You have been studying in Norway for five years. Could you tell us the main reasons for choosing Norway as your study destination?
“The amazing nature and Nordic culture was my first thought when I chose Norway. Before I came here, I read stories of medieval Norse men that really impressed me. I am very interested in the culture and people here."
Why did you choose the institution you are at?
“I went to Norwegian University of Life Sciences (NMBU) for bachelor programme in Development Studies and Environmental policies. The course focuses on humans and society. I found the curriculum very interesting. Afterwards I went to Oslo and Akershus University College (HIOA) for my Master programme because this university has a good reputation in the field ofsocial sciences. The model of Nordic welfare system is very good. I wanted to learn more about how this welfare system is implemented effectively.”
How do you find Norwegians?
“I thought people here can be very open-minded to foreigners. However, many Norwegians are quite shy and do not talk too much. Sometimes, they are even more silent to you because you are talking English rather than Norwegian. The first winter time was quite a shock. Now, I am used to winter but still miss sunny days.”
Which are the main differences from China when it comes to life as a student?
“The main difference especially for an Asian is that here you have to be independent. Some courses required lots of reading and self-studying. This can be hard to adjust to. You must rely on yourself and trust yourself. You must find suitable ways to learn more, for instance to engage in group discussion with other students.”
In your opinion, what is the most important academic outcome as an international student in Norway?
“There is a very open academic atmosphere. If you have questions, you can contact professors through emails and arrange a meeting. Moreover, there are many academic events for example workshops and seminars that students can join.”
Do you have any advice to international students just arriving in Norway?
“Don’t miss the chance to explore natural views throughout Norway.
Don’t always stay inside your own room. Try to get to know people. People are different. It’s important to broaden your experiences.. Travelling will change your perspectives.”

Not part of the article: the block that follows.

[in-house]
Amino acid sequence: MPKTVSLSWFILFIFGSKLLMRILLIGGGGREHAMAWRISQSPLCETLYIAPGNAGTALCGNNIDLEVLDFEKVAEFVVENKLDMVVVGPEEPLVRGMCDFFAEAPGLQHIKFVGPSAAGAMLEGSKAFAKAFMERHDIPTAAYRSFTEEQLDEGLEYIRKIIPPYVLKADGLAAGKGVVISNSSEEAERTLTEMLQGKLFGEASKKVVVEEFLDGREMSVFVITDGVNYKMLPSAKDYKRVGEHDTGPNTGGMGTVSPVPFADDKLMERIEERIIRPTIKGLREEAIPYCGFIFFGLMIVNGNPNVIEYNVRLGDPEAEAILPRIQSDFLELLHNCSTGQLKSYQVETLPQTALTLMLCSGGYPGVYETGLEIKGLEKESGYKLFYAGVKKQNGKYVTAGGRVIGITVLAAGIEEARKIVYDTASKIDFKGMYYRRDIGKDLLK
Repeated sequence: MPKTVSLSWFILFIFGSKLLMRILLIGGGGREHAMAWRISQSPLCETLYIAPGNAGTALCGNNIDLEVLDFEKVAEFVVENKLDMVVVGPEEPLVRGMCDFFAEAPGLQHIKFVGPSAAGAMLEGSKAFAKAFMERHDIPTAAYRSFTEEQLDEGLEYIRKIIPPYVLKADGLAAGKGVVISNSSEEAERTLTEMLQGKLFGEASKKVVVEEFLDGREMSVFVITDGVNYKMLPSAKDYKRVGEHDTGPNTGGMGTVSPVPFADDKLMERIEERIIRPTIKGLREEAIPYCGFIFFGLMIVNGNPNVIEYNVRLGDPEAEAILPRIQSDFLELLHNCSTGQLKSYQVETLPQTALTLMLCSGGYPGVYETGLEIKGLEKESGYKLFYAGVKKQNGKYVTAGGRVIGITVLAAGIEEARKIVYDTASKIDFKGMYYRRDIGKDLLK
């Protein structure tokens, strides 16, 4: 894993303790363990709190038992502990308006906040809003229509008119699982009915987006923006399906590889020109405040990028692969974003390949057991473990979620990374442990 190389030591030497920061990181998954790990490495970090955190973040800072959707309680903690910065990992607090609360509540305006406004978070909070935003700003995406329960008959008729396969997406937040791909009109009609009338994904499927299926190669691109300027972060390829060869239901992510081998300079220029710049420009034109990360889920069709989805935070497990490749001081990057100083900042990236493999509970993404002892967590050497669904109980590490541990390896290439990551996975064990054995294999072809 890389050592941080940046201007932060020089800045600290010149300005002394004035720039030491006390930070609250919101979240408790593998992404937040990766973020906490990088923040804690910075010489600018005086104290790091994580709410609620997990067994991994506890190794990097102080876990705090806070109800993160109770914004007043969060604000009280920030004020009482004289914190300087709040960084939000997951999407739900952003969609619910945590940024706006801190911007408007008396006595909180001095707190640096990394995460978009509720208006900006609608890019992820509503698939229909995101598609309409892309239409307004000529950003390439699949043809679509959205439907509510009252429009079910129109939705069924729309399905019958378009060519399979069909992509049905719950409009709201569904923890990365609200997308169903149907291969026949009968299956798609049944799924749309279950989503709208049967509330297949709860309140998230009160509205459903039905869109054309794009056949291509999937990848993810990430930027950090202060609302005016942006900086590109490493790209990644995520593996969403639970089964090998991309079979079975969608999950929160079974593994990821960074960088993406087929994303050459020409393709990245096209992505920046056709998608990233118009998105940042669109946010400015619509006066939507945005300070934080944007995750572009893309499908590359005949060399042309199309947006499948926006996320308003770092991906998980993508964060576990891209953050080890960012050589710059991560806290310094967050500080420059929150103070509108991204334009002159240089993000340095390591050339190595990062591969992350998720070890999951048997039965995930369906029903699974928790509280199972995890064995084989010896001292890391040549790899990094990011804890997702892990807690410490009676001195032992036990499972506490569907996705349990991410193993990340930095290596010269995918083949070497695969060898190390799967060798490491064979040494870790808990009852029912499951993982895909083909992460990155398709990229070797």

What would you tell students from your country about university life in Norway?
“Sometimes, academic grades and school performance may not be the most important thing. Be tolerant to some particular things, for example your poor grades. To have good grades is not the only purpose which brings you here.”
“Try to make as many friends as you can although you are a shy person.
Join one of student associations in the university and build your own network. If you have enough time, try to find some part-time job or volunteer.”
What do you miss the most when you are away from your country?
“My sweet home and my parents. If there is one solely reason for me to return back, it’s my parents. I am the only child they have.”
In your opinion, what is the most important outcome of being an international student?
“I guess the most important outcome is that I share the same rights as Norwegian students here. There are numerous academic sources I can use.”
What are you doing now?
“I am now working on my master thesis. I will graduate in the summer of 2015.
In the past couple of weeks, I conduct several interviews and collect field work data relevant to my thesis theme.”
What are your future plans?
“I am now looking for a new part-time job during my stay in Oslo. I plan to pass the Norwegian Language Test before graduate and I practice Norwegian as much as possible. I may return back to China if there are no relevant humanitarian jobs here for me after graduate.”